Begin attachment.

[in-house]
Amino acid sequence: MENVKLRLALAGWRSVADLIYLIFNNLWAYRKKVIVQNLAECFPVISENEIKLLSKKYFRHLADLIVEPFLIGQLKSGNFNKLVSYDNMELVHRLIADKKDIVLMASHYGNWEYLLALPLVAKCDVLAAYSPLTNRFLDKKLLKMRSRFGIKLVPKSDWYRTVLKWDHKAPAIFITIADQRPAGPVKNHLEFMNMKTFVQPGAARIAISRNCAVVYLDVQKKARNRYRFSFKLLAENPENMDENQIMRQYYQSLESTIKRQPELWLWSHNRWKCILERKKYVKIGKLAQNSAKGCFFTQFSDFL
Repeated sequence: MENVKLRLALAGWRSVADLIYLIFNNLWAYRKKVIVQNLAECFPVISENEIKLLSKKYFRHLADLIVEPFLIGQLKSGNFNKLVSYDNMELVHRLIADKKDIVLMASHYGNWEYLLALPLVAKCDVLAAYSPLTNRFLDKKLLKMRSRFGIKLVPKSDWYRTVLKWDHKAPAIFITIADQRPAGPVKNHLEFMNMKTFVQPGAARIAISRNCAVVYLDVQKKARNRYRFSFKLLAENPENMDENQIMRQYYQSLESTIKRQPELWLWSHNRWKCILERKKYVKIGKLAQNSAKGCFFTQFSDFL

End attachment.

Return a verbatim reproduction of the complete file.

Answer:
[in-house]
Amino acid sequence: MENVKLRLALAGWRSVADLIYLIFNNLWAYRKKVIVQNLAECFPVISENEIKLLSKKYFRHLADLIVEPFLIGQLKSGNFNKLVSYDNMELVHRLIADKKDIVLMASHYGNWEYLLALPLVAKCDVLAAYSPLTNRFLDKKLLKMRSRFGIKLVPKSDWYRTVLKWDHKAPAIFITIADQRPAGPVKNHLEFMNMKTFVQPGAARIAISRNCAVVYLDVQKKARNRYRFSFKLLAENPENMDENQIMRQYYQSLESTIKRQPELWLWSHNRWKCILERKKYVKIGKLAQNSAKGCFFTQFSDFL
Repeated sequence: MENVKLRLALAGWRSVADLIYLIFNNLWAYRKKVIVQNLAECFPVISENEIKLLSKKYFRHLADLIVEPFLIGQLKSGNFNKLVSYDNMELVHRLIADKKDIVLMASHYGNWEYLLALPLVAKCDVLAAYSPLTNRFLDKKLLKMRSRFGIKLVPKSDWYRTVLKWDHKAPAIFITIADQRPAGPVKNHLEFMNMKTFVQPGAARIAISRNCAVVYLDVQKKARNRYRFSFKLLAENPENMDENQIMRQYYQSLESTIKRQPELWLWSHNRWKCILERKKYVKIGKLAQNSAKGCFFTQFSDFL